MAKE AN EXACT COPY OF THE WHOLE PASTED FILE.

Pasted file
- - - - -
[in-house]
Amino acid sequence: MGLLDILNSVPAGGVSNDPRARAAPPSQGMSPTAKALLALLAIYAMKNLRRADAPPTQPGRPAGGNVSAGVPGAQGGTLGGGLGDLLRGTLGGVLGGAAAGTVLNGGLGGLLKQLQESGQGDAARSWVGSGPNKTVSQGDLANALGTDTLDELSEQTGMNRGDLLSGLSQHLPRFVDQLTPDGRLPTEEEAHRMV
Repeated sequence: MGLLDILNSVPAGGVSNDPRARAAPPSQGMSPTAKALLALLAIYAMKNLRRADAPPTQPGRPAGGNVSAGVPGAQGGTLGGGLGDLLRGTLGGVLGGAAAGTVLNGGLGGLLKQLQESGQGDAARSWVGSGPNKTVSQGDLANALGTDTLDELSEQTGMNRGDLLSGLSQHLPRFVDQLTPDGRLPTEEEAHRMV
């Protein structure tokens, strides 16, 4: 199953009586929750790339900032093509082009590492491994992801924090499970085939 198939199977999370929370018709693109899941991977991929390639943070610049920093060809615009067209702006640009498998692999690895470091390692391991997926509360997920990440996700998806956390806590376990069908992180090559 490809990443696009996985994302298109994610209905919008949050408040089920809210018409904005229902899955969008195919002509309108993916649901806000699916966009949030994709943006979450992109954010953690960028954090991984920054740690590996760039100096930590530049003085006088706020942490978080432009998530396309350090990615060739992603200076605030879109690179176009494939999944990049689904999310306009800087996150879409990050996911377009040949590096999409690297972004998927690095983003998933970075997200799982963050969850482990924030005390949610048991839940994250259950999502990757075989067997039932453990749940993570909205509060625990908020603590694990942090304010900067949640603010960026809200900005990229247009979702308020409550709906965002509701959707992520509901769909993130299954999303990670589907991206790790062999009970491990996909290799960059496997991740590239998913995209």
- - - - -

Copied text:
[in-house]
Amino acid sequence: MGLLDILNSVPAGGVSNDPRARAAPPSQGMSPTAKALLALLAIYAMKNLRRADAPPTQPGRPAGGNVSAGVPGAQGGTLGGGLGDLLRGTLGGVLGGAAAGTVLNGGLGGLLKQLQESGQGDAARSWVGSGPNKTVSQGDLANALGTDTLDELSEQTGMNRGDLLSGLSQHLPRFVDQLTPDGRLPTEEEAHRMV
Repeated sequence: MGLLDILNSVPAGGVSNDPRARAAPPSQGMSPTAKALLALLAIYAMKNLRRADAPPTQPGRPAGGNVSAGVPGAQGGTLGGGLGDLLRGTLGGVLGGAAAGTVLNGGLGGLLKQLQESGQGDAARSWVGSGPNKTVSQGDLANALGTDTLDELSEQTGMNRGDLLSGLSQHLPRFVDQLTPDGRLPTEEEAHRMV
């Protein structure tokens, strides 16, 4: 199953009586929750790339900032093509082009590492491994992801924090499970085939 198939199977999370929370018709693109899941991977991929390639943070610049920093060809615009067209702006640009498998692999690895470091390692391991997926509360997920990440996700998806956390806590376990069908992180090559 490809990443696009996985994302298109994610209905919008949050408040089920809210018409904005229902899955969008195919002509309108993916649901806000699916966009949030994709943006979450992109954010953690960028954090991984920054740690590996760039100096930590530049003085006088706020942490978080432009998530396309350090990615060739992603200076605030879109690179176009494939999944990049689904999310306009800087996150879409990050996911377009040949590096999409690297972004998927690095983003998933970075997200799982963050969850482990924030005390949610048991839940994250259950999502990757075989067997039932453990749940993570909205509060625990908020603590694990942090304010900067949640603010960026809200900005990229247009979702308020409550709906965002509701959707992520509901769909993130299954999303990670589907991206790790062999009970491990996909290799960059496997991740590239998913995209």